15:45 < mhoye> Java, which by rights should be completely obsolete by now, is still well alive because even if java-the-language sucks, java-the-sandbox and java-the-security-model are alive and well in the portable space.

15:45 < mhoye> Symbian ships, to my knowledge, only on Nokia products, and the overwhelming majority of them are non-smartphones. Maemo doesn't currently ship on anything.

15:46 < mhoye> Some thing are open, and some have an ecosystem. The only place that has both is the second-worst product of the bunch (WinMo, the worst clearly being Symbian)

15:50 < mhoye> And unless Windows Mobile 7 is at least as good as iPhone OS 1, then the walled-garden fuck-you-and-your-freedom model wins. Which makes me really sad, because the alternatives to the Microsoft approach right now are way, way worse.

15:52 < mhoye> The two bright light possibilities here are Palm and Nokia, but they need to ship a development kit and a competing product, respectively.

15:53 < basilisk> To illustrate that point:  There are at least 4 mature GPS Flight Navigation packages for WinMo, and an immature one for Maemo. None for Android, WebOS, iPhoneOSX, Symbian.

15:54 < basilisk> No Symbian device had a screen worthy of use, and all the other APIs couldn't provide the necessary functionality

15:55 < basilisk> The developers of the Maemo Cumulus package are excited about the Qt Maemo thingy, so they may be able to easily port to Symbian in the future

15:55 < mhoye> And this leaves me, as much as it galls me, with a MacBook and an iPhone.

15:56 < basilisk> There's Free GPL OSS GPS Flight Navigation software for WinMo, fer chrissakes, since no other platform could support them

15:56 < mhoye> Because at least while I'm fighting a running battle to jailbreak my phone and keep up with MacPorts, now I have hardware that works right.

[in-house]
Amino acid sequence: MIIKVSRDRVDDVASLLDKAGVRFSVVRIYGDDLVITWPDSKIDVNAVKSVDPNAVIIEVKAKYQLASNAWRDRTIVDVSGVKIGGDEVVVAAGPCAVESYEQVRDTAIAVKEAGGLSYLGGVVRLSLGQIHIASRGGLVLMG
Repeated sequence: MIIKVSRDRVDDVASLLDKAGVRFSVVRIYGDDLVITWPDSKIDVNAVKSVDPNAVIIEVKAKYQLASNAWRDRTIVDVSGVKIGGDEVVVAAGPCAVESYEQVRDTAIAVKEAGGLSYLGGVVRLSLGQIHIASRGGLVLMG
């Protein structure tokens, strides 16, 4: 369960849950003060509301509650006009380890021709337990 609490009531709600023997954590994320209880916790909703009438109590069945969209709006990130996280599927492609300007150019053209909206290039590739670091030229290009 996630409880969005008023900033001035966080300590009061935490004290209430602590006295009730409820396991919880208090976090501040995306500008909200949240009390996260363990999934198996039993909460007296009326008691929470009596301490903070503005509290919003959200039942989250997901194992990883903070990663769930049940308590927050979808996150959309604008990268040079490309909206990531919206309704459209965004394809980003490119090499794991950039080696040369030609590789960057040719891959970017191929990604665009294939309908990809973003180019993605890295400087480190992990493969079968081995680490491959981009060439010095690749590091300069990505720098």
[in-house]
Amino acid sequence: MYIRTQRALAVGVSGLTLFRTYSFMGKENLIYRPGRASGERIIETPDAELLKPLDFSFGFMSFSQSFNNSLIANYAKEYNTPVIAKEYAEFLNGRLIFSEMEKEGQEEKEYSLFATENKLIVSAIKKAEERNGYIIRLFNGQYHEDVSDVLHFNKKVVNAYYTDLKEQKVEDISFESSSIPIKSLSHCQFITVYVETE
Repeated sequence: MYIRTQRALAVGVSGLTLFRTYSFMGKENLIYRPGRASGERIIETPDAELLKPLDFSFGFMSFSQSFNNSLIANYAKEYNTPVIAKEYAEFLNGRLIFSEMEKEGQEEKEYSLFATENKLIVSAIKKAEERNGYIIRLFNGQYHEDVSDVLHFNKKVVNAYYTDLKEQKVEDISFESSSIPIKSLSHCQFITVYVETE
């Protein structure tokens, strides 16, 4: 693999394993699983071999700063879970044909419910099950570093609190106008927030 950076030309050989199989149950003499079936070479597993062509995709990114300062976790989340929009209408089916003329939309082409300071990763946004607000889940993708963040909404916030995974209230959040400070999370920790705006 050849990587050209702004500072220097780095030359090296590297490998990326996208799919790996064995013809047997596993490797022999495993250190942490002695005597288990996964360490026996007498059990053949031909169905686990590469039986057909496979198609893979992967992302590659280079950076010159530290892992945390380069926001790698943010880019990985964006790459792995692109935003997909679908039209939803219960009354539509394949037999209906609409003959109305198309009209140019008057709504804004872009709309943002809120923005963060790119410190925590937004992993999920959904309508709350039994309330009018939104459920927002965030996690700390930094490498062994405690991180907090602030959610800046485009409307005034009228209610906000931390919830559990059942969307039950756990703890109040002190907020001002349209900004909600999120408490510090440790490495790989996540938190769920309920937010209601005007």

16:32 < mhoye> (since you asked.)

Have I mentioned how much it galls me that stuff built on free software is being used to restrict what I can actually do with the technology that I own? Most HDTVs run Linux, albeit just enough to bootstrap the proprietary goop that decodes HDMI. You can develop for Android however you like, provided you do it with Java and run it in their little sandbox, which is precisely as much freedom as being allowed to choose what colour of straightjacket they’ll be putting you in.

It feels so wierd to be rooting for Microsoft to carry the day in the name of software freedom, but since they’ve become so chronically inept at shipping anything that anyone actually wants (and yet shockingly effective at cannibalizing their own success, rewarding billions of dollars worth of failure and screwing their brand and their customers while blundering around the technology landscape like a dumb animal) that it still kind of feels like rooting for the underdog. But as far as I can tell, actual Free Software in the portable space has either been co-opted or failed.

It’s hard to count them out; they’re huge, they have a ton of money and these three glorious near-monopolies (Office, Windows and Exchange) that keep them alive, and if they did nothing but sit in a drum circle chanting about Sharepoint for a decade, they’d still be a force to be reckoned with. But since they replaced Gates with somebody with an MBA and rabies, I don’t think they have the taste or vision to make that work.

I hope Palm ships a really good SDK. And that Nokia ships… God, something. Anything. Anything that isn’t their Ovi store, at least, because jeebus. But mostly, I don’t want to be right back where we were ten years ago, fighting this fight all over again, and losing again.

At First I Was All

Let’s say somebody has a really adorable kid that they’re really proud of.

Just for argument’s sake, we’ll call that person “me”. And let’s say “me” is showing somebody else, we’ll call them “you”, pictures of their adorable kid.

Now, this is an edge case I’m sure, but yet another good reason that your personal and professional lives should not overlap is so that when your husband comes by when you’re looking at my adorable kid, and your reaction is “Oh my god look at this cute baby we should have cute babies oh my god cute babies!” and the sound of your ticking uterus fills the room, that your husband won’t glare at me for the rest of the week as though I, personally, have ruined his life.

Now you know!